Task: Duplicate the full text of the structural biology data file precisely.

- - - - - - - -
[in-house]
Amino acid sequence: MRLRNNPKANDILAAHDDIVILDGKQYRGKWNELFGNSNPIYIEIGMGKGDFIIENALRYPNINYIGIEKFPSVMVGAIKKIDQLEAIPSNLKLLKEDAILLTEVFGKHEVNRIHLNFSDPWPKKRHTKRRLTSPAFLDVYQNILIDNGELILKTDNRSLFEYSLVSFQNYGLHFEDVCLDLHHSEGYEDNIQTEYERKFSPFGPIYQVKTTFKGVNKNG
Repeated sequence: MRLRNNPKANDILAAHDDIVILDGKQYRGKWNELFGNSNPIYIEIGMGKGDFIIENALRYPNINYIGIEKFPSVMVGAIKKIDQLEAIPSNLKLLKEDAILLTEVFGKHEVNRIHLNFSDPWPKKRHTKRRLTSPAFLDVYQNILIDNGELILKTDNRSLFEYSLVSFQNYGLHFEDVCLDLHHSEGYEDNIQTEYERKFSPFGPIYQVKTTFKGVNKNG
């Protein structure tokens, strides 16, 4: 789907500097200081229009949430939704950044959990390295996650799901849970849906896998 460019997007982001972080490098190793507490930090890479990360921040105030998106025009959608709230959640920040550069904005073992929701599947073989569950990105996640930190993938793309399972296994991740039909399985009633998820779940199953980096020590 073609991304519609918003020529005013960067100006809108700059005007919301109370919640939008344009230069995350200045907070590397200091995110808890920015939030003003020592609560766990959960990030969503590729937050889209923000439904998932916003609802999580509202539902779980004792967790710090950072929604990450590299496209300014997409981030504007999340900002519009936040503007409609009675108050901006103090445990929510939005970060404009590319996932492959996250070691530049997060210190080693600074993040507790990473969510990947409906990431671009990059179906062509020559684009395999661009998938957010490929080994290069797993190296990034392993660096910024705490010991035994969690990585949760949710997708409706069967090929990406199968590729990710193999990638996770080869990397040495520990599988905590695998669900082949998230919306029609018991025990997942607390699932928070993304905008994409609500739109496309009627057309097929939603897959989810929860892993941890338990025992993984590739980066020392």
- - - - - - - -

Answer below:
[in-house]
Amino acid sequence: MRLRNNPKANDILAAHDDIVILDGKQYRGKWNELFGNSNPIYIEIGMGKGDFIIENALRYPNINYIGIEKFPSVMVGAIKKIDQLEAIPSNLKLLKEDAILLTEVFGKHEVNRIHLNFSDPWPKKRHTKRRLTSPAFLDVYQNILIDNGELILKTDNRSLFEYSLVSFQNYGLHFEDVCLDLHHSEGYEDNIQTEYERKFSPFGPIYQVKTTFKGVNKNG
Repeated sequence: MRLRNNPKANDILAAHDDIVILDGKQYRGKWNELFGNSNPIYIEIGMGKGDFIIENALRYPNINYIGIEKFPSVMVGAIKKIDQLEAIPSNLKLLKEDAILLTEVFGKHEVNRIHLNFSDPWPKKRHTKRRLTSPAFLDVYQNILIDNGELILKTDNRSLFEYSLVSFQNYGLHFEDVCLDLHHSEGYEDNIQTEYERKFSPFGPIYQVKTTFKGVNKNG
């Protein structure tokens, strides 16, 4: 789907500097200081229009949430939704950044959990390295996650799901849970849906896998 460019997007982001972080490098190793507490930090890479990360921040105030998106025009959608709230959640920040550069904005073992929701599947073989569950990105996640930190993938793309399972296994991740039909399985009633998820779940199953980096020590 073609991304519609918003020529005013960067100006809108700059005007919301109370919640939008344009230069995350200045907070590397200091995110808890920015939030003003020592609560766990959960990030969503590729937050889209923000439904998932916003609802999580509202539902779980004792967790710090950072929604990450590299496209300014997409981030504007999340900002519009936040503007409609009675108050901006103090445990929510939005970060404009590319996932492959996250070691530049997060210190080693600074993040507790990473969510990947409906990431671009990059179906062509020559684009395999661009998938957010490929080994290069797993190296990034392993660096910024705490010991035994969690990585949760949710997708409706069967090929990406199968590729990710193999990638996770080869990397040495520990599988905590695998669900082949998230919306029609018991025990997942607390699932928070993304905008994409609500739109496309009627057309097929939603897959989810929860892993941890338990025992993984590739980066020392």